Just a quick update on Section 301, and the process surrounding List 3, in particular.
As you know, the U.S. Trade Representative is considering whether to impose an additional 25% duty on a list of tariff provisions that represent $200 billion worth of imports from China (this is ‘List 3’). The Section 301 Interagency Committee will be holding a public hearing on the scope of List 3 beginning this week. The USTR will hear testimony from approximately 350 interested parties over 6 days. The hearing schedule and the list of parties testifying are attached here for your reference.
In addition, we wanted to let you know that, as of last Thursday, the USTR had received 386 product exclusion requests under List 1. The oldest request was filed on July 16, 2018. So far, none of the 386 product exclusion requests have been acted upon. A list of the exclusion requests is attached for your reference. The USTR is expected to publish a notice in the Federal Register opening the exclusion process for List 2 shortly. A similar notice (presumably) will be published for List 3 shortly after that list is finalized (expected in mid-to-late September). Remember, it is better to file your exclusion request as early in the process as possible (it is going to be a long line!).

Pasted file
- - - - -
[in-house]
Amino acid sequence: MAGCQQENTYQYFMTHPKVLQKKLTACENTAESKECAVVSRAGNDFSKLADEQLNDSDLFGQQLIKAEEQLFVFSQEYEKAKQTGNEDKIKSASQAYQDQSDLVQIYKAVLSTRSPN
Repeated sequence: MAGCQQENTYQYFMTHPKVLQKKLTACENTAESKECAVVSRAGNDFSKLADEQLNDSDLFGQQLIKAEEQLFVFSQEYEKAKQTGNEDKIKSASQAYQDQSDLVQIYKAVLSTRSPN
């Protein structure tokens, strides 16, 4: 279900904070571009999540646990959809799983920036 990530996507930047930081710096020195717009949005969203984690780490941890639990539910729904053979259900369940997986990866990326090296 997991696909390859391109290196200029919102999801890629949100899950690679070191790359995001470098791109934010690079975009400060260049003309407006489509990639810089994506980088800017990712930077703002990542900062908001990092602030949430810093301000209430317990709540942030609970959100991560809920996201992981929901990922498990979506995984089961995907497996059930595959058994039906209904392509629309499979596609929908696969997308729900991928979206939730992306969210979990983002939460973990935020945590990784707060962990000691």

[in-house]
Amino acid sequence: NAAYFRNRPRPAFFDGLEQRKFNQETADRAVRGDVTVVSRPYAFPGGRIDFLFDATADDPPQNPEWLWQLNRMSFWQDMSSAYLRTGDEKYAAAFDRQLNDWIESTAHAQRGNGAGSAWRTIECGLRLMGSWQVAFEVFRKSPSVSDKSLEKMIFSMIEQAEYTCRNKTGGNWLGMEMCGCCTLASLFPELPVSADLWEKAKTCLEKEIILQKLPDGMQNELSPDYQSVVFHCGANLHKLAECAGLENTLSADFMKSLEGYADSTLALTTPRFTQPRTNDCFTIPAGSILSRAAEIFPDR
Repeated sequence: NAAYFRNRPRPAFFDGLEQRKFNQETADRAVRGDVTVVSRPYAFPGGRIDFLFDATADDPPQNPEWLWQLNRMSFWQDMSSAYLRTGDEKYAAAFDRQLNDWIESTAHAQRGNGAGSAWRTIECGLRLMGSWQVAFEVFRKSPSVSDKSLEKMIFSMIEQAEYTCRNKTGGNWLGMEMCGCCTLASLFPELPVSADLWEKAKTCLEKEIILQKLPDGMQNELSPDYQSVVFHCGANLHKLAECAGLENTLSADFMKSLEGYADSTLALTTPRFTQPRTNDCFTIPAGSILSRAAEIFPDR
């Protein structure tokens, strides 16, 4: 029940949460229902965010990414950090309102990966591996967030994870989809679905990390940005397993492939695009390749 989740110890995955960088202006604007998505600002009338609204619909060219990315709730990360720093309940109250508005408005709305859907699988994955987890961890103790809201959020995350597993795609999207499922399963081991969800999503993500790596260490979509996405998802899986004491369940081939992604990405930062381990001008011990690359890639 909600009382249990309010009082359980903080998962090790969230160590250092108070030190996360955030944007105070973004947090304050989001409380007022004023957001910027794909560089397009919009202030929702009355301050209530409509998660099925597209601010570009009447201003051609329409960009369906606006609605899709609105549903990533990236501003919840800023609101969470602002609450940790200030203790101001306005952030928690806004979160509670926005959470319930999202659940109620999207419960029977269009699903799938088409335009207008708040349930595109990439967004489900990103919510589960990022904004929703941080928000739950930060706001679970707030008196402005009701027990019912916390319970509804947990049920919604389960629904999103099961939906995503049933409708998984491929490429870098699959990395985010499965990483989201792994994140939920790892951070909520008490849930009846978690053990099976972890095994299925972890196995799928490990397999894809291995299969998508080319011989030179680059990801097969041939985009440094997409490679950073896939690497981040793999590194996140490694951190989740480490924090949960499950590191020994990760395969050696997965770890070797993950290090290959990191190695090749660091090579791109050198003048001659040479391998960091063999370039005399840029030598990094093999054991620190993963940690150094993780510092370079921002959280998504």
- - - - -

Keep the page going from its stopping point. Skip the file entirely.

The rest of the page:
Finally, there will be a meeting in Washington between Chinese and U.S. officials later this week. This meeting is billed as being between “mid-level” officials on both sides (so, it is likely a meeting about whether it makes sense to keep meeting). While this is a positive sign, it does not mean that the end is near (by any stretch). For one reason, the U.S. delegation is being lead by a Treasury Department official. The trade agenda (at least when it comes to China) is being driven by the White House, Commerce Department and USTR (not by Treasury). As a result, no major breakthroughs are expected at this meeting. That said, it is also being reported that there could be a possible meeting between President Trump and President Xi at one of the international meetings both will be attending in November. While a resolution may not seem likely, President Trump has demonstrated a certain penchant for ‘declaring victory’ after in-person meetings with world leaders (and leaving the details to be worked out by others later – e.g., the Singapore summit with North Korea, the White House meeting with EU Commission President Juncker last month). Nothing would surprise me at this point.
We hope this update is helpful. If you have any questions about these issues, please let us know.